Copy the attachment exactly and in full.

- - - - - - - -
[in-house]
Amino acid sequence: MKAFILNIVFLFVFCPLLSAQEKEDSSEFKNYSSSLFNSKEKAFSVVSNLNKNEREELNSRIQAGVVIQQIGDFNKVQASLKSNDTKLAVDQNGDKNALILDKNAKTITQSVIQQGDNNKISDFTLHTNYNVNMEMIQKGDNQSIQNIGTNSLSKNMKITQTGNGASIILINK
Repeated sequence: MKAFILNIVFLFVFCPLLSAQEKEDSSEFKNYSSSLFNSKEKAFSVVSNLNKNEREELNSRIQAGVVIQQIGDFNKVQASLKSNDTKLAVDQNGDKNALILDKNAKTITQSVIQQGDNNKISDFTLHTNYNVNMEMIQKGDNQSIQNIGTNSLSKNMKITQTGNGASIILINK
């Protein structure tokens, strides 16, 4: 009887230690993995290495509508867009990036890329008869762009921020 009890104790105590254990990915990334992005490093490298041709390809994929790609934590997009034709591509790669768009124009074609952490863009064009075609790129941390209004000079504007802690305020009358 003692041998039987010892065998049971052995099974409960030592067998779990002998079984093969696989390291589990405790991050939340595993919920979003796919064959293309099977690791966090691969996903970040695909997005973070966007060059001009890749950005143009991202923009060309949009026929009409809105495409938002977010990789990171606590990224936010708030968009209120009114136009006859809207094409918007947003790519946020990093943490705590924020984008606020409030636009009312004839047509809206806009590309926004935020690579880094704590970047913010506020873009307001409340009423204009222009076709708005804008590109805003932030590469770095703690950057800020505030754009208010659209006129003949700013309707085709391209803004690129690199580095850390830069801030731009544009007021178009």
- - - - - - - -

[in-house]
Amino acid sequence: MKAFILNIVFLFVFCPLLSAQEKEDSSEFKNYSSSLFNSKEKAFSVVSNLNKNEREELNSRIQAGVVIQQIGDFNKVQASLKSNDTKLAVDQNGDKNALILDKNAKTITQSVIQQGDNNKISDFTLHTNYNVNMEMIQKGDNQSIQNIGTNSLSKNMKITQTGNGASIILINK
Repeated sequence: MKAFILNIVFLFVFCPLLSAQEKEDSSEFKNYSSSLFNSKEKAFSVVSNLNKNEREELNSRIQAGVVIQQIGDFNKVQASLKSNDTKLAVDQNGDKNALILDKNAKTITQSVIQQGDNNKISDFTLHTNYNVNMEMIQKGDNQSIQNIGTNSLSKNMKITQTGNGASIILINK
């Protein structure tokens, strides 16, 4: 009887230690993995290495509508867009990036890329008869762009921020 009890104790105590254990990915990334992005490093490298041709390809994929790609934590997009034709591509790669768009124009074609952490863009064009075609790129941390209004000079504007802690305020009358 003692041998039987010892065998049971052995099974409960030592067998779990002998079984093969696989390291589990405790991050939340595993919920979003796919064959293309099977690791966090691969996903970040695909997005973070966007060059001009890749950005143009991202923009060309949009026929009409809105495409938002977010990789990171606590990224936010708030968009209120009114136009006859809207094409918007947003790519946020990093943490705590924020984008606020409030636009009312004839047509809206806009590309926004935020690579880094704590970047913010506020873009307001409340009423204009222009076709708005804008590109805003932030590469770095703690950057800020505030754009208010659209006129003949700013309707085709391209803004690129690199580095850390830069801030731009544009007021178009």